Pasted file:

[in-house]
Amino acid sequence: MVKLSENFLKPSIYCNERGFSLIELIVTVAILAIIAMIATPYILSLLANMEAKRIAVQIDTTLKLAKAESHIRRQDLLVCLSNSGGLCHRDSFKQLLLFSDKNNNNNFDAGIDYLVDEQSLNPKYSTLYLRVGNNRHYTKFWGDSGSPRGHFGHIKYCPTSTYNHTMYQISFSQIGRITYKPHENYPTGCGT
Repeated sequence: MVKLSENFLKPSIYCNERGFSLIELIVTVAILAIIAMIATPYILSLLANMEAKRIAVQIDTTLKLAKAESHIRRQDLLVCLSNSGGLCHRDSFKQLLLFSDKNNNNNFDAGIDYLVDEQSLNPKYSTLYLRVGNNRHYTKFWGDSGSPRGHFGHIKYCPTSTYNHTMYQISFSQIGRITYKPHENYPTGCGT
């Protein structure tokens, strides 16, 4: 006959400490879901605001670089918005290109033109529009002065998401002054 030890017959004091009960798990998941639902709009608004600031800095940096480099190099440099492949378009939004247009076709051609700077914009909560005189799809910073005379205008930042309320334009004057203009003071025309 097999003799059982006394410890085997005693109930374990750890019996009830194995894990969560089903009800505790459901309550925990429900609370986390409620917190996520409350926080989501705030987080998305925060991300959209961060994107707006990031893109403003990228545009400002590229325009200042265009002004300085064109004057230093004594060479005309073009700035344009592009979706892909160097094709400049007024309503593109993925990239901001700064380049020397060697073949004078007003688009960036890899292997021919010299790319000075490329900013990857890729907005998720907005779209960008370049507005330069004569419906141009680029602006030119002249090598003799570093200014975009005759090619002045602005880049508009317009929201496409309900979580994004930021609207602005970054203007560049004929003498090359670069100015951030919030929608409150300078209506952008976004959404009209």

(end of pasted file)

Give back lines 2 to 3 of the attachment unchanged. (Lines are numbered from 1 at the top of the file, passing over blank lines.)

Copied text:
Amino acid sequence: MVKLSENFLKPSIYCNERGFSLIELIVTVAILAIIAMIATPYILSLLANMEAKRIAVQIDTTLKLAKAESHIRRQDLLVCLSNSGGLCHRDSFKQLLLFSDKNNNNNFDAGIDYLVDEQSLNPKYSTLYLRVGNNRHYTKFWGDSGSPRGHFGHIKYCPTSTYNHTMYQISFSQIGRITYKPHENYPTGCGT
Repeated sequence: MVKLSENFLKPSIYCNERGFSLIELIVTVAILAIIAMIATPYILSLLANMEAKRIAVQIDTTLKLAKAESHIRRQDLLVCLSNSGGLCHRDSFKQLLLFSDKNNNNNFDAGIDYLVDEQSLNPKYSTLYLRVGNNRHYTKFWGDSGSPRGHFGHIKYCPTSTYNHTMYQISFSQIGRITYKPHENYPTGCGT